"A clean heart create for him, God; renew in me a steadfast spirit." Psalm 51:12
Renewal of Faith
One of the things that distinguishes Catholics from many Protestant groups are the Sacraments. Sacraments are an encounter with God where we receive grace. There are seven Sacraments. They are divided into three categories.
The first category is Sacraments of Initiation. The three sacraments in this category are Baptism, Confirmation, and Eucharist. Baptism is clearly a Sacrament of Initiation as it is our reception into the Body and Christ and adoption as children of God. Confirmation is the completion of our baptism. Eucharist is a Sacrament of Initiation in that we receive the body and blood of Christ of which we were made members at Baptism.
The second category is Sacraments of Healing. The two sacraments in this category are Reconciliation (Confession) and Anointing of the Sick. It is easy to see the Sacrament of Anointing of the Sick is clearly a Sacrament of Healing as in the anointing we ask for God's healing grace to come upon the person. It is as much, if not more, about spiritual healing as it is about physical healing. That is why we anointing people who are expected to die. That is why we anointing people who are expected to die. The spiritual healing includes a forgiveness of sins but it is not the same as the forgiveness in the Sacrament of Reconciliation. The Sacrament of Reconciliation, traditionally called Confession, is a Sacrament of Healing in that God heals us of our sins.
The third category is Sacraments of Service. The two sacraments in this category are Marriage and Holy Orders. These are Sacraments of Service in the way we live our lives in service to God. Holy Orders clearly involves service to God. Marriage is a Sacrament of Service because the love of husband and wife is a witness to the love of God. We love because we are first loved by God.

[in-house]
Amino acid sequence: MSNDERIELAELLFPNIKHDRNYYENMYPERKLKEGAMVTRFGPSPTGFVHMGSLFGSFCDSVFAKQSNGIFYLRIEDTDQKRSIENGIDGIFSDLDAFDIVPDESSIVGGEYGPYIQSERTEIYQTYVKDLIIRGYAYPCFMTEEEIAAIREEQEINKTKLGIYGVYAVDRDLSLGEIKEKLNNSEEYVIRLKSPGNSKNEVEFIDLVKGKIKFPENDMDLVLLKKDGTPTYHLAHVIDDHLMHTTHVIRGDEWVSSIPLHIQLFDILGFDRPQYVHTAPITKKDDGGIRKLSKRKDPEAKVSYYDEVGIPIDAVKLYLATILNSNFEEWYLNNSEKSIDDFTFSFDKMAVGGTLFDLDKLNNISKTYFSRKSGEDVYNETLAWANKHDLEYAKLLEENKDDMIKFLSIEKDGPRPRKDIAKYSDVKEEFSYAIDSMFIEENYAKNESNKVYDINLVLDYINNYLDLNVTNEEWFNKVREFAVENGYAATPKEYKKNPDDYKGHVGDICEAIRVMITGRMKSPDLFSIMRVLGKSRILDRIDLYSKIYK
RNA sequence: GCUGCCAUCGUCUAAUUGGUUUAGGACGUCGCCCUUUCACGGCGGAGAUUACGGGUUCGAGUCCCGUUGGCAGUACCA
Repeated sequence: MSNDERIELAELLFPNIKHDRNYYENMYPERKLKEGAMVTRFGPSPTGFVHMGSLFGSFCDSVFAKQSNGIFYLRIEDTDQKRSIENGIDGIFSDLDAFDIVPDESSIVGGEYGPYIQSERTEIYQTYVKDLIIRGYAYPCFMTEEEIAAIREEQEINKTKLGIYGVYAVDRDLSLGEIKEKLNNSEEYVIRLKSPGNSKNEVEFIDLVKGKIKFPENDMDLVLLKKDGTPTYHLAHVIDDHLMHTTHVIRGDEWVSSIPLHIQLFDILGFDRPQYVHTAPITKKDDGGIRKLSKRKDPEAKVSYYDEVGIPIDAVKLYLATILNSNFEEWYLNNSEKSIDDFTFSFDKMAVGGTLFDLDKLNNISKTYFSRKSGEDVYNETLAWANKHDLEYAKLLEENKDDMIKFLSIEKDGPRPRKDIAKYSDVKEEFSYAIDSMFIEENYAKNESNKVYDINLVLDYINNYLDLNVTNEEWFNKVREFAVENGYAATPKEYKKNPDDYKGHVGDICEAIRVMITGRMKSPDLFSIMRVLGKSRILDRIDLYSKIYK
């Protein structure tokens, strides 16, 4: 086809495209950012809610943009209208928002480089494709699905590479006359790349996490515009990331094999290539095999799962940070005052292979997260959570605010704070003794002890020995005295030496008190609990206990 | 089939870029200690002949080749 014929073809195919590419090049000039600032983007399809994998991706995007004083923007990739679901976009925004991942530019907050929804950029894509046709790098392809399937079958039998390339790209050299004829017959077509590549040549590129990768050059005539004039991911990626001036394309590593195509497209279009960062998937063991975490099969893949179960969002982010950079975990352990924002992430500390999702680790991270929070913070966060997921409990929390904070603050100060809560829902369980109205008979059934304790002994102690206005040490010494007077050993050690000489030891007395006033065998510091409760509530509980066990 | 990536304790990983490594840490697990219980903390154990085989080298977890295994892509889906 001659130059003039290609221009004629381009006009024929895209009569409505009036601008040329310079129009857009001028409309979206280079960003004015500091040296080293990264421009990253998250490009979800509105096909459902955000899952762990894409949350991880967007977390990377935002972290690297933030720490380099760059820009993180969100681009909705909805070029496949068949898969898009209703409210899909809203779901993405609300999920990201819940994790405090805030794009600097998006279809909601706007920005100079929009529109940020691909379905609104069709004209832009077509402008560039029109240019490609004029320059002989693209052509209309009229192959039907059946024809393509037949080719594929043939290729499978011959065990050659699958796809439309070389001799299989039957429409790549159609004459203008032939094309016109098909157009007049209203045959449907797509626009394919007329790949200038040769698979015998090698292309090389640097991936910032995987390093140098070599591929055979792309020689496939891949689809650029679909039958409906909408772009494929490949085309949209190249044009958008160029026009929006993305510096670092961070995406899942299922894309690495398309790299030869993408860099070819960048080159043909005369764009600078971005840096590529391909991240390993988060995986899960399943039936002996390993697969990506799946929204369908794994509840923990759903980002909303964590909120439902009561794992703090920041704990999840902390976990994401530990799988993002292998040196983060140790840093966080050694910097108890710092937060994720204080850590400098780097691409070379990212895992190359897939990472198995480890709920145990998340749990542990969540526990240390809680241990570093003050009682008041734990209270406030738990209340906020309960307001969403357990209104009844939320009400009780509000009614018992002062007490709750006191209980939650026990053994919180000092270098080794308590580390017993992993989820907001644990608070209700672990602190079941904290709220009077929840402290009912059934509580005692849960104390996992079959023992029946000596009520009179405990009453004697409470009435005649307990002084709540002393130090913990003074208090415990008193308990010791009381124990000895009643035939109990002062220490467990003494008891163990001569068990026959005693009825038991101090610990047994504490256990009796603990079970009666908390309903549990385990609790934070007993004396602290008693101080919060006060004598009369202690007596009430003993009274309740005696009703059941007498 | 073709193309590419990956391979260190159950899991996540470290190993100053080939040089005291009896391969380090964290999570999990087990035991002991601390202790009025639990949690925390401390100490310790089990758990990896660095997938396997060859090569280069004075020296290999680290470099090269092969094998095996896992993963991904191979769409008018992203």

The way we receive the Sacraments in a liturgy. When we hear the word liturgy we are generally referring to the Mass. The Mass is the liturgy where we celebrate the Sacrament of the Eucharist. Our liturgical celebration of the Mass follows a liturgical calendar established by the church which determines the readings and prayers of the Mass. In April 2008, I preached a homily on the gospel story of the road to Emmaus (Luke 24:13-35) and its relationship to our celebration of the Eucharist. Our belief in the real presence in the Eucharist is a center part of our Catholic faith. Here is what St. Augustine had to say about the Church and the Eucharist.
Likewise, there is a liturgy celebration for Baptism. Unless it is an emergency situation, there are readings and prayers for the Sacrament of Baptism. The Sacrament of Confirmation is celebrated within the context of the Mass. The Sacrament of Marriage may be celebrated within the Mass. It may be celebrated outside Mass but the general structure is still like that of the Mass. The Sacraments of Reconciliation and Healing also have readings and prayers that go with them.
A deacon may preside at baptisms and weddings outside of Mass. The deacon may assist at Mass. A priest may celebrate Baptisms, Mass, Weddings, Reconciliation, and the Anointing of the Sick. The priest celebrates the Sacraments on behalf of the bishop. Only the bishop may preside at the Sacrament of Holy Orders and normally the bishop is the presider for Confirmation.
It is important to remember that the priest serves on behalf of the bishop. The relationship between bishops and priests is an important part of how our Church works.
From January 2020 - May 2002, Fr. Jeff offered a series of presentations on the Sacraments. Videos of these presentations are available at Sacraments: Channels of God's Grace. Beginning September 23, 2020, he will offer a series on the Mass, Uncovering the Treasures of the Mass.
In 2011, we began using a new translation of the prayers at Mass. You can find out more about these translations at:
"For I received from the Lord what I also handed on to you, that the Lord Jesus, on the night he was handed over, took bread, and, after he had given thanks, broke it and said, "This is my body that is for you. Do this in remembrance of me." In the same way also the cup, after supper, saying, "This cup is the new covenant in my blood. Do this, as often as you drink it, in remembrance of me." For as often as you eat this bread and drink the cup, you proclaim the death of the Lord until he comes. "
1 Corinthians 11:23-26